This is the first in a three part series of blogs that look at: 1: Why Repairs Cafes Matter; 2. The policy needs a right to repair; 3. What a repair future would look like.
As much as I love Repair Cafés, I started this petition because we need policy change to make sure products that are designed to be repairable and durable, not to be thrown away.
Our elected representatives can pass laws that require products to last longer and be easier to repair. We’re leading a petition calling on our Government to ensure:
things are easy to repair – manuals are available and repair tools are affordable and designed to work across various products
repair services are accessible and affordable for everyone
ensure products are designed to be repairable. We should expect products sold in New Zealand to meet basic standards of durability and repairability.
producers and retailers make spare parts available, so items are easy to fix.
We know this needs to be a collaboration between government, community, consumers and the industry.
We estimate our e-waste recycling rate at less than two per cent in New Zealand. Drastic measures are urgently required, as in designing electronic devices in a way so that they can be easily repaired. At repair cafés you can learn more about your electronic goods and how to take care of them, so they serve you longer.
Repair services need to be accessible and affordable for everyone. Both central and local government can ensure equitable access by actively supporting the growth of community-based repair services. They could also introduce reliable funding mechanisms for these businesses and organisations.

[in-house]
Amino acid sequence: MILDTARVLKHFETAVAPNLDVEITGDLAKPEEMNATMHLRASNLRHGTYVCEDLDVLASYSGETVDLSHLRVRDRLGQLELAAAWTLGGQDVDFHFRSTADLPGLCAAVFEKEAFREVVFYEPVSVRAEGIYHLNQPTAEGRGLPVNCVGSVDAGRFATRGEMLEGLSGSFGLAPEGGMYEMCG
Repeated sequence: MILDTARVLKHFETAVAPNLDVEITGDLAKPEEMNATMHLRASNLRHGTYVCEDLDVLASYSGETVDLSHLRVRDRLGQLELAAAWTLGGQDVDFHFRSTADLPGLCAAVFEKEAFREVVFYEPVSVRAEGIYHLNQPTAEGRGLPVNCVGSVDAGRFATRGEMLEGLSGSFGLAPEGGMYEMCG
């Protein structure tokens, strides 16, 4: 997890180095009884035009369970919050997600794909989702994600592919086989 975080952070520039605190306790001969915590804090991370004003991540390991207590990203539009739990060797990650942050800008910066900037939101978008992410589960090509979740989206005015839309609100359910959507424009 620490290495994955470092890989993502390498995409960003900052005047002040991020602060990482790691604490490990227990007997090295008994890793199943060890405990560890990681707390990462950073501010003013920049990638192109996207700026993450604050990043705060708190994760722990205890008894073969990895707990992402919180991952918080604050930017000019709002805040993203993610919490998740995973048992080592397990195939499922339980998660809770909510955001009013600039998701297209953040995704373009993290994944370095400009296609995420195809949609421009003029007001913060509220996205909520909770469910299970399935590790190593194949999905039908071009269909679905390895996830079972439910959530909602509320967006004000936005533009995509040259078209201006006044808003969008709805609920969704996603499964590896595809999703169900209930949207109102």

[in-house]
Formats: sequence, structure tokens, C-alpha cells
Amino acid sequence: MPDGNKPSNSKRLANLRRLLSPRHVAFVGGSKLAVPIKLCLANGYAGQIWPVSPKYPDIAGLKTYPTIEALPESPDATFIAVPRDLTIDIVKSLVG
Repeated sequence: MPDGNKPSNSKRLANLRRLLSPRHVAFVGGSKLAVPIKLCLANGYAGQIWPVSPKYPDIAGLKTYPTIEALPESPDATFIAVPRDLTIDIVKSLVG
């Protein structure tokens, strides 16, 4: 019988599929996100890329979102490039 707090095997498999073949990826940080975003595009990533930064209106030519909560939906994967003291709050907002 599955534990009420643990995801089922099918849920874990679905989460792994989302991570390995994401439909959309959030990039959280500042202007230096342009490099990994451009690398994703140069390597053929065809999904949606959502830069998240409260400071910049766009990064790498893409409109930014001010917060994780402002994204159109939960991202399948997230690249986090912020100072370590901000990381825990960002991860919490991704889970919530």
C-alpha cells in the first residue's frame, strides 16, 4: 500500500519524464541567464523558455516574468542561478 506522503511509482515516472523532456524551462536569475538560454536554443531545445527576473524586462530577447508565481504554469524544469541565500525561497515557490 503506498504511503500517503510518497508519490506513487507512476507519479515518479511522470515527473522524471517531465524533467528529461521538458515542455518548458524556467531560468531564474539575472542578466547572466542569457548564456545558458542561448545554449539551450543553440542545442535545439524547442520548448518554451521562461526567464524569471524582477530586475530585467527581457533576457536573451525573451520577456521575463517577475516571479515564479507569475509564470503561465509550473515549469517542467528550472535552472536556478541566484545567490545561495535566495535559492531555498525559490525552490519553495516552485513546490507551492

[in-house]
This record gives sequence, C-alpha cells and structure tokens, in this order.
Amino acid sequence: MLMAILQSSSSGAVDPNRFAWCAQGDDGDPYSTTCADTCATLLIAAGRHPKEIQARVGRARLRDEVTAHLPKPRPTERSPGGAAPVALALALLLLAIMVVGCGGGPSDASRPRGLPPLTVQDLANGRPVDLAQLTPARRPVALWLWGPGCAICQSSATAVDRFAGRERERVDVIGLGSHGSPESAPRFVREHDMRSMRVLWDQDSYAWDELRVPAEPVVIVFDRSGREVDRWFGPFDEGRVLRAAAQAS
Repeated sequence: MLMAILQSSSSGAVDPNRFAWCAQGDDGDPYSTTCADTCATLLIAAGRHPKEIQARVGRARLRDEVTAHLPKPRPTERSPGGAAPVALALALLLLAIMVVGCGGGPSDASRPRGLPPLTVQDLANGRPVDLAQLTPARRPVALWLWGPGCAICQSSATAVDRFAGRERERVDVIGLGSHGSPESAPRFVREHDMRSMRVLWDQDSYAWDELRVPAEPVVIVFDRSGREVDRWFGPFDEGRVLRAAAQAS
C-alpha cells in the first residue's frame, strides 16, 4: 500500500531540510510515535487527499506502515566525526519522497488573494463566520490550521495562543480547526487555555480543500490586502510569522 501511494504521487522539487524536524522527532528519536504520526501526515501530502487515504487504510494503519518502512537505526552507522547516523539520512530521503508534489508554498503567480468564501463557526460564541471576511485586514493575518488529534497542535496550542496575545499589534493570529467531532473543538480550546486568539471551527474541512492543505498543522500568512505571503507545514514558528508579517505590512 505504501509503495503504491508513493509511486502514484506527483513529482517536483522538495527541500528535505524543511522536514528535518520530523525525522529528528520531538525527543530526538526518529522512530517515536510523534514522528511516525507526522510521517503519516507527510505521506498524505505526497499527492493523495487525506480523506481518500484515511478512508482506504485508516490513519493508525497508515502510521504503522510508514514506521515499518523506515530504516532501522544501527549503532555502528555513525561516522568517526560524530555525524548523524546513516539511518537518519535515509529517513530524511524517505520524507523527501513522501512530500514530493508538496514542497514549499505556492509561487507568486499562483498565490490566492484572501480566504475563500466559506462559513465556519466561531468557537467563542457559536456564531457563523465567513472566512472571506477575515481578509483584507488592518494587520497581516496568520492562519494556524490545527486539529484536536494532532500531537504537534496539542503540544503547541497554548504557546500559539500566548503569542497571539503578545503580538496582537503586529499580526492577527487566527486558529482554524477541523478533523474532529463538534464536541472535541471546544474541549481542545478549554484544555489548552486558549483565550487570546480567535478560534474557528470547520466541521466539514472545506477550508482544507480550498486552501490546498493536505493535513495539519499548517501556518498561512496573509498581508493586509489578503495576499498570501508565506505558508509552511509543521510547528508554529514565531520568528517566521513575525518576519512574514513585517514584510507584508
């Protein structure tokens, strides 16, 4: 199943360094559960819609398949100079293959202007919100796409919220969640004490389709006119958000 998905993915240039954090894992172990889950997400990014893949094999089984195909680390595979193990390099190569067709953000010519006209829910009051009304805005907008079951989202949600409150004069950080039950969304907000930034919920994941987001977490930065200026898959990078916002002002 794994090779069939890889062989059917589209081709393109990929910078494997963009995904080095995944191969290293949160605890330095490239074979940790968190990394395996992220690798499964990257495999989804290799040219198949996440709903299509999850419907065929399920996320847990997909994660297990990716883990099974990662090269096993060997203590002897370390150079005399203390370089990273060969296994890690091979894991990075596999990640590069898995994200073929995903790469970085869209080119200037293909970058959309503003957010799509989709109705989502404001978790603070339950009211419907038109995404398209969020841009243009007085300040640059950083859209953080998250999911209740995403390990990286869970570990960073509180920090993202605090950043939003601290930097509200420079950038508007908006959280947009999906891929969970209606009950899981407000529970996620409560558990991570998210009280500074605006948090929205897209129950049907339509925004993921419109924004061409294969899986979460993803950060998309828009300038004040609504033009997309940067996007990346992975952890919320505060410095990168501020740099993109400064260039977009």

When purchasing products in Aotearoa New Zealand, it can be difficult to tell whether a product is good quality or easily repairable, due to a lack of information. To make good purchasing decisions we need reliable information on how to repair a product to maintain it for way more than a year or two.
For example with some products, we can’t even get into these things to fix them because they’re sealed! In a cell phone, I saw the battery was glued in, so it makes it really hard to take it apart and get it repaired. That’s called planned obsolescence, which fails to respect the already overstretched capacity of the planet to be buried under a mountain of waste.
Our friends at Consumer NZ found in a recent investigation that some retailers send new, but faulty, small appliances returned to the shop straight to landfill.
We could introduce a ‘repairability index’ (similar to what has recently been introduced in France) so we can see how easy it is to get an item repaired before we buy it. Consumer NZ want to do just this, and develop a labelling or certification scheme to be displayed on key products, such as electronics, furniture and textiles, so consumers know how long a particular product is expected to last. This is a great idea!
There are independent repairers still out there, and we need to support them to have access to the tools and information they need to fix broken items. This could be done through expanding education in the repair skill sector, updating consumer law, copyright law and the waste minimisation act.
Support the call and sign the petition: Make it our Right to Repair!
This blog was first published on the Greenpeace Aotearoa website.